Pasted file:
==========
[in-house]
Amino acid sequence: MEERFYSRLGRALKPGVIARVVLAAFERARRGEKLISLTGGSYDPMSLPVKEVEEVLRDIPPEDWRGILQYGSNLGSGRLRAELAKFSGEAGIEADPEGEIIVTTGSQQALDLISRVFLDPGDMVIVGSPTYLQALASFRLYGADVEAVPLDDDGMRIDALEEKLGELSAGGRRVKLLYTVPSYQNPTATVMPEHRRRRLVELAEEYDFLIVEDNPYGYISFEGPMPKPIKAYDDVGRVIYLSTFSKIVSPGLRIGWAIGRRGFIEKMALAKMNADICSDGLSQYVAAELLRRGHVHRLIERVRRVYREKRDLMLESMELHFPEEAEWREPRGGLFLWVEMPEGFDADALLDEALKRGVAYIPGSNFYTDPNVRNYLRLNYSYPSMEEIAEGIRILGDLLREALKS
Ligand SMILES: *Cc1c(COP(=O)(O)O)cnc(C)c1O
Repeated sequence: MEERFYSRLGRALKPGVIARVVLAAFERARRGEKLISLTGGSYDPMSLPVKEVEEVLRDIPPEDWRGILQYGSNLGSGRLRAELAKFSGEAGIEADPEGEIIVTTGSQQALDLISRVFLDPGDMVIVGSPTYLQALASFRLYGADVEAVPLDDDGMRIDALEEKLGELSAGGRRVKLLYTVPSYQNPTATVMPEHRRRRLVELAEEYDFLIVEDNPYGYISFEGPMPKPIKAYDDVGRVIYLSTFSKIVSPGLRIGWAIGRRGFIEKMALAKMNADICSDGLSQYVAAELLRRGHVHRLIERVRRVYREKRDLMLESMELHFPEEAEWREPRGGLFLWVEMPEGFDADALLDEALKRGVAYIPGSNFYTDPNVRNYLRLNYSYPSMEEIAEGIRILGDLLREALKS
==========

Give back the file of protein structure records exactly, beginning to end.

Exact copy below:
[in-house]
Amino acid sequence: MEERFYSRLGRALKPGVIARVVLAAFERARRGEKLISLTGGSYDPMSLPVKEVEEVLRDIPPEDWRGILQYGSNLGSGRLRAELAKFSGEAGIEADPEGEIIVTTGSQQALDLISRVFLDPGDMVIVGSPTYLQALASFRLYGADVEAVPLDDDGMRIDALEEKLGELSAGGRRVKLLYTVPSYQNPTATVMPEHRRRRLVELAEEYDFLIVEDNPYGYISFEGPMPKPIKAYDDVGRVIYLSTFSKIVSPGLRIGWAIGRRGFIEKMALAKMNADICSDGLSQYVAAELLRRGHVHRLIERVRRVYREKRDLMLESMELHFPEEAEWREPRGGLFLWVEMPEGFDADALLDEALKRGVAYIPGSNFYTDPNVRNYLRLNYSYPSMEEIAEGIRILGDLLREALKS
Ligand SMILES: *Cc1c(COP(=O)(O)O)cnc(C)c1O
Repeated sequence: MEERFYSRLGRALKPGVIARVVLAAFERARRGEKLISLTGGSYDPMSLPVKEVEEVLRDIPPEDWRGILQYGSNLGSGRLRAELAKFSGEAGIEADPEGEIIVTTGSQQALDLISRVFLDPGDMVIVGSPTYLQALASFRLYGADVEAVPLDDDGMRIDALEEKLGELSAGGRRVKLLYTVPSYQNPTATVMPEHRRRRLVELAEEYDFLIVEDNPYGYISFEGPMPKPIKAYDDVGRVIYLSTFSKIVSPGLRIGWAIGRRGFIEKMALAKMNADICSDGLSQYVAAELLRRGHVHRLIERVRRVYREKRDLMLESMELHFPEEAEWREPRGGLFLWVEMPEGFDADALLDEALKRGVAYIPGSNFYTDPNVRNYLRLNYSYPSMEEIAEGIRILGDLLREALKS